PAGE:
rentYou may encounter many bumps and obstacles in renting your first apartment.   Not everything can be covered in one article, so always call Davis Miles when you have a specific question about renting.  Here are a few issues that pop up over and over:

The Lease

READ THE LEASE.  The first and most important thing is to read the lease before signing it.  It may be tedious and confusing, but a lease is much simpler to read than many contracts you’ll have to sign in the future.  Reading this one will get you used to legal language, will warn you about possible problems and will make you think of questions you didn’t even know you had.   Any changes to the lease need to be made in writing before you sign it.

Security Deposits

The landlord can only ask for one month’s rent for the security deposit, but can also ask for the last month’s rent in advance.

The landlord may keep all or part of the security deposit at the end of the lease term for damage done to the apartment, but not for “reasonable wear and tear.”  Some wear on the carpet or smudges on the walls would probably be wear and tear.  Cigarette holes, bleach stains, extreme pet odors (assuming pets are allowed), broken windows, etc….would be considered damages.  Don’t hesitate to argue with the landlord if he or she retains your deposit for something you don’t think is really damage.  If the lease says that the tenant has to pay for carpet cleaning at the end of the lease, then you must pay for that.  If not, you don’t, unless you got the carpet unreasonably dirty.

The landlord must send you a written summary of how much of your deposit is being kept, and for what reason, within 30 days of the end of the lease.  If this isn’t sent in time, the landlord cannot withhold any amount for damages, although you still must pay any unpaid rent or utility charges.  You should give the landlord a forwarding address, or the notice and any refund will just go to the old apartment address.

When you move in, you should walk through the apartment, preferably with the landlord present, and make note of, or take pictures of, any unusual dirt or damage.   When you move out, you should do the same thing.  Not all landlords will agree to do a “walk-through” at the end of the lease, and if not, you should do it yourself, taking pictures throughout.


Your landlord isn’t going to be interested in which one of you is making noise that bothers other renters, or which one of you is making a mess in the apartment, or why one tenant moves out before the lease ends.  You and your roommates should have a written  agreement among yourselves about noise, cleaning and other such issues.   But the landlord will hold all of you accountable for the actions of any one of you.

If you don’t want to have to pay your roommates’ rent if one of them gets behind, or moves out before the lease ends, get the landlord to agree in advance to only charge you for your share, and get this in writing.  If you don’t, you could end up having to pay the whole amount.


The landlord may require you to get a co-signer on the lease before you can rent.  Remember that whoever co-signs will have to pay for all the rent and all the damages you owe if you don’t pay.  Being a co-signer is the same as being the main signer.  Your grandmother won’t be happy if she ends up paying the rent your roommates didn’t pay when they moved out early.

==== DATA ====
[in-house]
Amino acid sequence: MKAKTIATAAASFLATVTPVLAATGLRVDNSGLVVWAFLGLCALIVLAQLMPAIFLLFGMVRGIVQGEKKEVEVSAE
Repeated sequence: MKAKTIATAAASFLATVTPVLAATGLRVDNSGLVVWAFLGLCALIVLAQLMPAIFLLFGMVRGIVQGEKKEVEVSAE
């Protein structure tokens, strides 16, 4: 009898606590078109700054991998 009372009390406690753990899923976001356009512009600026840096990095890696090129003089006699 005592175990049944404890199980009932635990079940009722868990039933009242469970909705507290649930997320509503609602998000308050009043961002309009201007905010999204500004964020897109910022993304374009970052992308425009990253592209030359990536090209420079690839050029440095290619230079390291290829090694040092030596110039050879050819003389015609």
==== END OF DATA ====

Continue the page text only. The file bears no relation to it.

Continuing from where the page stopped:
Length of Lease

The lease will say if it is for a period of several months, or for only month-to-month.

If you leave before the end of a lease that’s for a term of months (or years), the landlord has to try to find a new tenant to take it for the rest of the lease term.  Until then, the landlord has the right to demand that you pay for any months remaining on the lease for which another tenant could not be found.  If you tell the landlord you have to leave early, the landlord may work out a deal with you to let you buy out the rest of the lease by paying some, but not all of it.  If so, be sure to get any such agreement in writing.

A “month-to-month” lease means that you can stay either until the landlord gives you notice, or you give the landlord notice ending the rental.   Notice must be given in writing at least 30 days before the next rent payment is due.   If you normally pay on the first of the month and give notice, for instance, on July 10 that you will be moving out at the end of July, you’ll have to pay for all of August, too, not just up until August 10.   If you had given notice on June 30th, you would only have to pay through July.   For the same reason, the landlord would have to give you written notice to move out no later than June 30th if he or she wants you out by July 31.  You and the landlord can agree on a different move-out date.  If so, get it in writing signed by both of you.

There is much, much more than this to landlord tenant law.  Call Davis Miles anytime to ask an attorney your specific questions.  Also, for a terrific brochure about landlord/tenant rights and obligations, go to:   (both English and Spanish guides are available at this website.)

Schedule a consultation

Our experienced attorneys provide an array of legal services across several practices.
We’ve helped thousands of people find solutions to problems. We’d love to help you too.

Schedule consultation